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'Pose' review: Despite breakthrough casting, Ryan Murphy's latest drama is formulaic

Indya Moore as Angel, Ryan Jamaal Swain as

Indya Moore as Angel, Ryan Jamaal Swain as Damon and Mj Rodriguez as Blanca on FX's "Pose."   Photo Credit: FX/JoJo Whilden

THE SERIES "Pose"

WHEN | WHERE Premieres Sunday at  9 p.m. on FX

WHAT IT'S ABOUT In this Ryan Murphy series about the '80s "Ball Culture" — part of the LGBT subculture in New York, where people who belonged to "houses" competed for prizes at various balls of fashion and dance — Blanca Rodriguez (transgender actress Mj Rodriguez) has decided she wants to launch her own house. But first, the hard part: She has to break with Elektra (Dominique Jackson), the "mother" — or leader — of the most successful house of them all. Elektra's not happy, less so when Blanca starts to go after some of her stars, like Angel (Indya Moore) and attracts promising newcomers of her own, like Damon Richards (Ryan Jamaal Swain). Meanwhile, in a world apart, Stan Bowes (Evan Peters) gets a job at Trump Tower working for the loathsome Matt Bromley (James Van Der Beek). And then Stan meets Angel.

MY SAY There's a line of dialogue deep in next week's episode that lands squarely on what "Pose" wants to be, or — more exactly — the injustice it wants to redress. Here's the setup: Blanca is trying to recruit someone from Elektra's house to her own, and for some reason decides that "the best gay bar in the Village two years running" is the perfect venue for her hard sell.  

 At least until the bartender, oozing attitude and snark, saunters over to say: "I've got 10 guys over here asking me if it's drag night."

 An offended Blanca says: "I'm sorry but we're not in drag. We're women."

Anticipating how all this is going to go down — which is not well — the would-be recruit from House Elektra then explains to Blanca that "everybody needs someone to make them feel superior. That line ends with us. This [expletive] runs downhill, past the women, the blacks, the Latins, gays, until it reaches the bottom and lands on our kind."

 "Our kind," of course, are transgender women, circa 1987, who can't get served at a bar, who also can't get jobs, who can't get apartments and who can't get justice. They have zero representation in pop culture, or gay culture or any culture save the one they make for themselves. Circa 2018, there remain vestiges of this: RuPaul recently said that trans women would "probably not" be allowed to appear on "RuPaul's Drag Race" because "once you start changing your body...it changes the whole concept of what we're doing."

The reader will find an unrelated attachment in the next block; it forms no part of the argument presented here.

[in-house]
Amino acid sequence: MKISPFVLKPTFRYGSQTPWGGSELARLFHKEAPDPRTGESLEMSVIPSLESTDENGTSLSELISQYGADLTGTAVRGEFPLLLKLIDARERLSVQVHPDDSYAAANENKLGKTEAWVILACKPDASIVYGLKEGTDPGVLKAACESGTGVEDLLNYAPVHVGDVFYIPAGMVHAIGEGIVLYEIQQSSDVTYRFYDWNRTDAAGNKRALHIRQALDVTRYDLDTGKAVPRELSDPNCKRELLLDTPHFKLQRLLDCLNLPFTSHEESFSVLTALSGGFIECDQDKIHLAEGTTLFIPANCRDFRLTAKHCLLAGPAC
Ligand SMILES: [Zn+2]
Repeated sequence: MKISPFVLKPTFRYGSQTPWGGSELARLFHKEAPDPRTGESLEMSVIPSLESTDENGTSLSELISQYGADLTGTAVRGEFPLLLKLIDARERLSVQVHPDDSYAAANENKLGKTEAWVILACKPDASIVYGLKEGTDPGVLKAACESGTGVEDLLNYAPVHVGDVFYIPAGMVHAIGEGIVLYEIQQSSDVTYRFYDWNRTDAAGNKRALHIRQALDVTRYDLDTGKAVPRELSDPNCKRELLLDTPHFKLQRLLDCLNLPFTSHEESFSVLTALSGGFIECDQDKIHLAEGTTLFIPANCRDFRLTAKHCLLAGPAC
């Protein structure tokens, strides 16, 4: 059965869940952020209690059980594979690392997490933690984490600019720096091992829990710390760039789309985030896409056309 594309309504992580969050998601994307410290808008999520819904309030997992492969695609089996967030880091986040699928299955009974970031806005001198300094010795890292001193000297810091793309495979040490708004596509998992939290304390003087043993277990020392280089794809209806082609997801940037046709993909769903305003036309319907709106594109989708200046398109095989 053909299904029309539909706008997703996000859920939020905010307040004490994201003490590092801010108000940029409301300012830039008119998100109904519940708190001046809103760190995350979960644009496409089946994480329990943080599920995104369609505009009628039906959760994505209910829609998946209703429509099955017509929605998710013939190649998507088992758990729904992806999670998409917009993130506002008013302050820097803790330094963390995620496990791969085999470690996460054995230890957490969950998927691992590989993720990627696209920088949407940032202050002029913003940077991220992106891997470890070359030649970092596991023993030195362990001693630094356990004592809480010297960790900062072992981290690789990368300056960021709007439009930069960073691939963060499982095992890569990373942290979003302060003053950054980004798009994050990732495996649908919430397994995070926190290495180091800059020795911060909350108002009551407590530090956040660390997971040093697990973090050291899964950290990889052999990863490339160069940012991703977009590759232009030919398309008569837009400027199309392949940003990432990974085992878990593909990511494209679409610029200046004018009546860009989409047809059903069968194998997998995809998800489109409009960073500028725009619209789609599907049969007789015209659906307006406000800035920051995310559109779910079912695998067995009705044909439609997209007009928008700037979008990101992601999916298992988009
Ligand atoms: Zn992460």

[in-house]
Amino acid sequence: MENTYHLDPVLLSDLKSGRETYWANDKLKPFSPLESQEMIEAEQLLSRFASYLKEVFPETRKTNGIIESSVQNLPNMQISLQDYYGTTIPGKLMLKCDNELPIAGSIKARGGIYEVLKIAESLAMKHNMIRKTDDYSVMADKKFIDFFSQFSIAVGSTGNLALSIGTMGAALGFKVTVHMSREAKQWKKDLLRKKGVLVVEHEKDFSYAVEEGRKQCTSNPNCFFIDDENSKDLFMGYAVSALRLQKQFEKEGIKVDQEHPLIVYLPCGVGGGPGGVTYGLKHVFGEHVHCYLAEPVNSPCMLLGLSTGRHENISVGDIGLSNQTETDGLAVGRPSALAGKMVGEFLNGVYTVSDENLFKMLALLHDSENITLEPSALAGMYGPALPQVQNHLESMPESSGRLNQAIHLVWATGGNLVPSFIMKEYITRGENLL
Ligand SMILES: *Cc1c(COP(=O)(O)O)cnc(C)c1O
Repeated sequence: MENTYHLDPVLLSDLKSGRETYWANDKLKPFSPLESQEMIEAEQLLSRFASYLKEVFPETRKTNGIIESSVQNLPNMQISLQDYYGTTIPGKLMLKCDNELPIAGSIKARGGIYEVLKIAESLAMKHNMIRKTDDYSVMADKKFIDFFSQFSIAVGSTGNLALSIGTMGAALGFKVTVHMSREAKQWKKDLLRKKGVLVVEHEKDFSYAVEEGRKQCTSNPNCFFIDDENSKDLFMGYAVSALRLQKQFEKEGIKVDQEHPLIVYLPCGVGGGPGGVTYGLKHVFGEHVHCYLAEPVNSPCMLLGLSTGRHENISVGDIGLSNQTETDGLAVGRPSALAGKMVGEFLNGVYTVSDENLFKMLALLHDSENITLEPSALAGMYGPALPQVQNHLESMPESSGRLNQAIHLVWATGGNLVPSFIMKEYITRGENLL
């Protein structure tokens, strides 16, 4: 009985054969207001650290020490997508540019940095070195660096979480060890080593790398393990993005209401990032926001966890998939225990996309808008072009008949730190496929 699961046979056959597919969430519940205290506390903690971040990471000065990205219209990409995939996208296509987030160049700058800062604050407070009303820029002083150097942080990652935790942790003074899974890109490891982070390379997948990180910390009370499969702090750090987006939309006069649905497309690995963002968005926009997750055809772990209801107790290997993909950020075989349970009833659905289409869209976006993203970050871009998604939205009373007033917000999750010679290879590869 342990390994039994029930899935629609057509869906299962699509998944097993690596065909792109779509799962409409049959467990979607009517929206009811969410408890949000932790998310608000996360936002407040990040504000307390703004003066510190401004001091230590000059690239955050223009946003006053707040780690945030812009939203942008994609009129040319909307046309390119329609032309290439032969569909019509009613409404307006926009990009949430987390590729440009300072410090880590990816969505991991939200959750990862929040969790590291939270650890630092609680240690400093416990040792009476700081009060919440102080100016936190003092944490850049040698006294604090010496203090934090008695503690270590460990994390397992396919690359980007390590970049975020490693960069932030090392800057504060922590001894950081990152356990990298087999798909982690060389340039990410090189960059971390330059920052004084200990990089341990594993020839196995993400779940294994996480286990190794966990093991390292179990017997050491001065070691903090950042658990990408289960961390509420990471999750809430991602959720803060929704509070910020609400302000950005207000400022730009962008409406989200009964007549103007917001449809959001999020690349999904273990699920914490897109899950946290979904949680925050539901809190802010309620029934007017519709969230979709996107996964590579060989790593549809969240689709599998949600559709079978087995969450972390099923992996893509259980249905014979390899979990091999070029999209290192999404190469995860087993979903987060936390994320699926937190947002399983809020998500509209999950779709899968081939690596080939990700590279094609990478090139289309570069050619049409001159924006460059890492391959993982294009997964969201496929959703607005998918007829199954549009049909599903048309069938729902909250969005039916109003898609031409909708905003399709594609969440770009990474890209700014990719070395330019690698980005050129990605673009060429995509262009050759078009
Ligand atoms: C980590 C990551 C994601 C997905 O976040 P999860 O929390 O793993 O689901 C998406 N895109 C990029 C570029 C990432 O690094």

And so, it's worth pointing out here that "Pose" — despite the flamboyance and especially despite all those boas — is absolutely not a fictional version of "Drag Race." It's not even about drag.

This isn't a fine point, but one that Murphy, in his swan song for FX (he's joining Netflix after this) clearly wants to underscore. With a few rare and obvious exceptions ("Transparent"), television has ignored the trans community. "Pose," therefore, is the defiant exception: Virtually the entire cast is composed of LGBT actors, and apparently not an inconsiderable number of people behind the camera too. Two years ago, Murphy launched his "Half" initiative to hire more female directors and to bring more people of color and those from the LGBT community into TV. "Pose" essentially represents that good work.

Nevertheless, good intentions don't always lead to good TV, and a couple episodes in, that appears to be the case with "Pose." This certainly isn't bad TV — Murphy isn't about to leave his longtime home with a turkey — but it's often bland TV, and oddly enough, stock TV. We've all seen a series like this. Murphy and Brad Falchuk (also an executive producer here) essentially perfected the formula with "Glee." Predictably, the show comes alive in the "ballrooms," which swirl with color and life. Also (less predictably), it comes to a crawl everywhere else. Van Der Beek's Bromley is a caricature of a corporate goon -- so outsized, and silly, you can't begin to take him seriously (and maybe you aren't supposed to). Peters -- Quicksilver of the "X-Men" franchise -- seems out of place here too. There's something sinister about this well-scrubbed suburban dad who discovers his soulmate in Angel. Or maybe that's years of "American Horror Story" channeled through the character.

 "Pose" has eight episodes to get the formula right. Maybe it will, maybe not. Otherwise, diversity and inclusion should at least remain the bona fide accomplishments.

BOTTOM LINE A diverse cast — and a transgender one — is the highlight of a series that's otherwise rooted in formula.

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